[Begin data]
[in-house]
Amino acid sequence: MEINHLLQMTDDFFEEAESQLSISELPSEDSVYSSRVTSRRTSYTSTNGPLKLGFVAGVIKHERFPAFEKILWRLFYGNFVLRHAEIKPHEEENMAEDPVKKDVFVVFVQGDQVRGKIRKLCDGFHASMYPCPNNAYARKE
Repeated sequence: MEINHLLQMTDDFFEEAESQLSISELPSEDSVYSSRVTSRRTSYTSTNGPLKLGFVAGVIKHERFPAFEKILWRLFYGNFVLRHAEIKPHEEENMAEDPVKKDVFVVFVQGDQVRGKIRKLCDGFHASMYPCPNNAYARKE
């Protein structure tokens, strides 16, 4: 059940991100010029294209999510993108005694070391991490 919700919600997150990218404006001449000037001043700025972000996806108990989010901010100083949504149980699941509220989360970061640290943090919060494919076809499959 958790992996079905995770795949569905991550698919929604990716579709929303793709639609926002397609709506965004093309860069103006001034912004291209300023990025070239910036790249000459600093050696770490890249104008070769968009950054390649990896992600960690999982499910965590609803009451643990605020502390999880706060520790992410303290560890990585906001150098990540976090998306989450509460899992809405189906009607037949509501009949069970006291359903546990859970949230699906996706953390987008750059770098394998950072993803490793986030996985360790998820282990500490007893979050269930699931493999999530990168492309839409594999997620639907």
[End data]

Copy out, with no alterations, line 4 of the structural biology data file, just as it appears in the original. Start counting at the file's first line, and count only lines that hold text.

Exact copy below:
């Protein structure tokens, strides 16, 4: 059940991100010029294209999510993108005694070391991490 919700919600997150990218404006001449000037001043700025972000996806108990989010901010100083949504149980699941509220989360970061640290943090919060494919076809499959 958790992996079905995770795949569905991550698919929604990716579709929303793709639609926002397609709506965004093309860069103006001034912004291209300023990025070239910036790249000459600093050696770490890249104008070769968009950054390649990896992600960690999982499910965590609803009451643990605020502390999880706060520790992410303290560890990585906001150098990540976090998306989450509460899992809405189906009607037949509501009949069970006291359903546990859970949230699906996706953390987008750059770098394998950072993803490793986030996985360790998820282990500490007893979050269930699931493999999530990168492309839409594999997620639907």